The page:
The environmental and natural elements that operate as a barrier in communication while transmitting a message from sender to receiver are referred to as physical barriers. When communications are conveyed by the sender, physical barriers such as doors, walls, distances, and so on prevent efficient communication. However, these barriers can also be used by receivers to prevent or limit the effects of messages they do not want to receive.
In computer science, physical barriers include items that prevent network traffic from passing through their intersections with other traffic. These items include firewalls, routers, switches, and antennas.
Physical barriers also include obstacles within a signal's waveform that prevent it from reaching its destination. The length of a waveform is limited by factors such as transmission speed and distance, so waves will be reflected or absorbed before they reach their destination. This is why signals need a clear path between sender and receiver: If a roadblocks the signal, then it cannot be transmitted.
Finally, physical barriers include elements that disrupt electronic signals before they reach their destination. These elements include radio frequency (RF) spikes, electromagnetic pulses (EMPs), and lightning strikes. An RF spike occurs when an antenna emits energy at frequencies outside of its design parameters. This can happen if an antenna is damaged during construction or maintenance work. An EMP results when the earth passes through a nuclear explosion.
Physical security is the safeguarding of humans, hardware, software, networks, and data from physical acts and events that might result in severe loss or harm to an organization, agency, or institution. Access control, surveillance, and testing are the three basic components of the physical security architecture. These components serve as the foundation for a comprehensive security program.
Physical security encompasses all aspects of protection from damage or theft of people, property, documents, computers, systems, and equipment. This includes items such as surveillance cameras, locked doors, safe rooms, intrusion detection systems, biometric authentication devices, and identification tags.
Physical security protects an organization's most important asset: information. As information technology becomes more integrated with organizational operations, it is also becoming easier to steal or lose. Stealing or losing this type of information can have serious consequences for an organization, ranging from financial losses due to system downtime to legal actions resulting from unauthorized disclosure of confidential business information.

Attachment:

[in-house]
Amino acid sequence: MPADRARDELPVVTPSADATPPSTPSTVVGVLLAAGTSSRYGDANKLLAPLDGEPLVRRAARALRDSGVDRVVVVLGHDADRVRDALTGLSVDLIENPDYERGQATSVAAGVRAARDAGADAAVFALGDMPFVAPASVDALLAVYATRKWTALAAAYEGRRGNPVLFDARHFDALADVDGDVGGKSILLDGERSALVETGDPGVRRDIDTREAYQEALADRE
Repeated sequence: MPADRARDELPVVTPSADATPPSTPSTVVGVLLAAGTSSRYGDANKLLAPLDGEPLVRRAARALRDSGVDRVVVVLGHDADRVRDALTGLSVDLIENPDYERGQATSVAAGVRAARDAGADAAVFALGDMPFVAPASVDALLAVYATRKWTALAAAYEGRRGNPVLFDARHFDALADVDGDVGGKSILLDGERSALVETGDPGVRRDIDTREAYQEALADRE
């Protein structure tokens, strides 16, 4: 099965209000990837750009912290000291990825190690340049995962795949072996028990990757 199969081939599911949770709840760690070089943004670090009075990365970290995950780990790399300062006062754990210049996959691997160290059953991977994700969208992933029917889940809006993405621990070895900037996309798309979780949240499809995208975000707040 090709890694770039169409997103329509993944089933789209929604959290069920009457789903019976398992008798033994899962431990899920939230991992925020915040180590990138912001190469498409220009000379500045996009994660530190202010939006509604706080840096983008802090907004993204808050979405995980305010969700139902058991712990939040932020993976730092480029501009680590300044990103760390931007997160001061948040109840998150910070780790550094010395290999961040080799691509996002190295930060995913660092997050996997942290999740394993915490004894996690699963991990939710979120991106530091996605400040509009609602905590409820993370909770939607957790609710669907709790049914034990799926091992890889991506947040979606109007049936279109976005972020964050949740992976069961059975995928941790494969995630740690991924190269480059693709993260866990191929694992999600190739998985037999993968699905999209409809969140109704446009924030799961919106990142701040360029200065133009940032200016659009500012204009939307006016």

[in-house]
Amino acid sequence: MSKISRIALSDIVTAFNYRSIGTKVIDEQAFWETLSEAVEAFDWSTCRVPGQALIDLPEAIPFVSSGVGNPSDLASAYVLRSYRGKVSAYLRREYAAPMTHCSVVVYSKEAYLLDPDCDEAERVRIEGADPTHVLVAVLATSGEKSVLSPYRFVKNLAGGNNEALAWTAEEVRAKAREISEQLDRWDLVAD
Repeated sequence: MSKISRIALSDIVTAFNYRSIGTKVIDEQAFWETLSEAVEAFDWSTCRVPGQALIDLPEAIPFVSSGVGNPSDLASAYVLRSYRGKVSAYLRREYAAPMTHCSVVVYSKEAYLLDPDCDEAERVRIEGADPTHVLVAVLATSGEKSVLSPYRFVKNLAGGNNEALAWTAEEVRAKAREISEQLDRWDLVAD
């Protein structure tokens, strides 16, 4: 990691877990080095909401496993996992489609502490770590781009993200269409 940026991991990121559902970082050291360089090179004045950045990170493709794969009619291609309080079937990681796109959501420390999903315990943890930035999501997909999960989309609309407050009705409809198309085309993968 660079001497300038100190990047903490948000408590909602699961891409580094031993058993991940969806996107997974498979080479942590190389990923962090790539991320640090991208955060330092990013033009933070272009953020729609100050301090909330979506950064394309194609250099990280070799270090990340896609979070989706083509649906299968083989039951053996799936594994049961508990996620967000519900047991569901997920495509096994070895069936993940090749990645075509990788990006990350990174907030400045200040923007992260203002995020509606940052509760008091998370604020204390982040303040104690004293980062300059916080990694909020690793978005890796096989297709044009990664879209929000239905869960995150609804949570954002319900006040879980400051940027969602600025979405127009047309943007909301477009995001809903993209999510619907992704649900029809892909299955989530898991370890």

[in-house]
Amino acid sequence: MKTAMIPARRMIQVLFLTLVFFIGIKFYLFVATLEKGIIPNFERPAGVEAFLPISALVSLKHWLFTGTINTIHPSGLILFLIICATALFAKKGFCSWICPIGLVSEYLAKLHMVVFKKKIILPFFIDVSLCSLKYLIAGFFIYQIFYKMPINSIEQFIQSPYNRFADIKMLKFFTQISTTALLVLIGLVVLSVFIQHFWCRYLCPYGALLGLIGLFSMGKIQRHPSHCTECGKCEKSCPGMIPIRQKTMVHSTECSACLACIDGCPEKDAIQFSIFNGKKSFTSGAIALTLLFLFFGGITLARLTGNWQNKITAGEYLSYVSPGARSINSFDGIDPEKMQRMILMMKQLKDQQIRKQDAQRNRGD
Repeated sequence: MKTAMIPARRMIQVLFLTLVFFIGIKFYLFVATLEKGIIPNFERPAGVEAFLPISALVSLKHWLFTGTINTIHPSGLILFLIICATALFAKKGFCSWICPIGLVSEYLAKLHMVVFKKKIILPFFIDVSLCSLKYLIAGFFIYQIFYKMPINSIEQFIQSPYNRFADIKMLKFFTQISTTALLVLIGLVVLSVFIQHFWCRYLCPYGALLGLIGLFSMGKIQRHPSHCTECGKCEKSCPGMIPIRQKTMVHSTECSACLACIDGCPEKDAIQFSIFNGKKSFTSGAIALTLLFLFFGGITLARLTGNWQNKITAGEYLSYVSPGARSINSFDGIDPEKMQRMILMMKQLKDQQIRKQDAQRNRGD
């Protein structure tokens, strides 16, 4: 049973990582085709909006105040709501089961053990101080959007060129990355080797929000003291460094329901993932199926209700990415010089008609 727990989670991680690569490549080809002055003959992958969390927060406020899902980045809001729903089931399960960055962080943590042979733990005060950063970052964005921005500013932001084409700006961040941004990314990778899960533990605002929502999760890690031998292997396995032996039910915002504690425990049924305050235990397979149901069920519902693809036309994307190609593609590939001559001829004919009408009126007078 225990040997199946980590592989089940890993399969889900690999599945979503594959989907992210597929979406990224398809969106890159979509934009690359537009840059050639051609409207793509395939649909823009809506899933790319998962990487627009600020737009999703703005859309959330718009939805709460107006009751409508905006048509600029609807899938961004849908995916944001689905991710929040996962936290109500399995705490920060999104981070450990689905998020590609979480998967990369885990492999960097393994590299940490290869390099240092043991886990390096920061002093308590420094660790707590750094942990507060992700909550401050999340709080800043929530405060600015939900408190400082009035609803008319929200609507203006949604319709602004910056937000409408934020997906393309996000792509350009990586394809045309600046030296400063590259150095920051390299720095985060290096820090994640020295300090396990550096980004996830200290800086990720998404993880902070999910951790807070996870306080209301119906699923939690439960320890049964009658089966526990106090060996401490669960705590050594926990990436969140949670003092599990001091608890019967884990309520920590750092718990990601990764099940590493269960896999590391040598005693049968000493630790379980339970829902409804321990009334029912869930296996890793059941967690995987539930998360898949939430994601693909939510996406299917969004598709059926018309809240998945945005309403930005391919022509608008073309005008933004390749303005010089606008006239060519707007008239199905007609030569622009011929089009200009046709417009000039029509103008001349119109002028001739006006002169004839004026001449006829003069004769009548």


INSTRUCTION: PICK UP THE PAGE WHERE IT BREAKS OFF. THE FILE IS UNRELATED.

Information security is the practice of selecting, implementing, and maintaining effective controls over resources, people, processes, and technology to prevent information risk and minimize the effects of information risk if prevention fails. Physical security is an integral component of information security because it provides the necessary safeguards against physical risks to information systems and information assets. For example, physical security prevents employees from modifying computer hardware or software without proper authorization.
This encompasses fire, flood, and natural catastrophe protection, as well as burglary, theft, vandalism, and terrorism. It also includes testing for intrusions and unauthorized activities.
In other words, physical security risks can be anything that would cause damage to your facilities if it happened physically within them. This could include fires, floods, explosions, collisions with animals, etc. Even things like lightning strikes or ice storms can cause significant damage to buildings if they occur close to where people work.
It's important to note that physical security risks don't have to do with crime to be considered threats to personal safety. For example, earthquakes, tornadoes, and hurricanes can cause serious damage to buildings but not necessarily involve any criminal activity.
Similarly, even though crime may not be present in some area you are responsible for, that doesn't mean it's not a threat. For example, if there is no one around to report crimes committed in your facility, it can lead to misconceptions about how safe it really is. Or, if there are not sufficient security measures in place to prevent these crimes from happening in the first place, this could lead others to believe that there is no need for more security.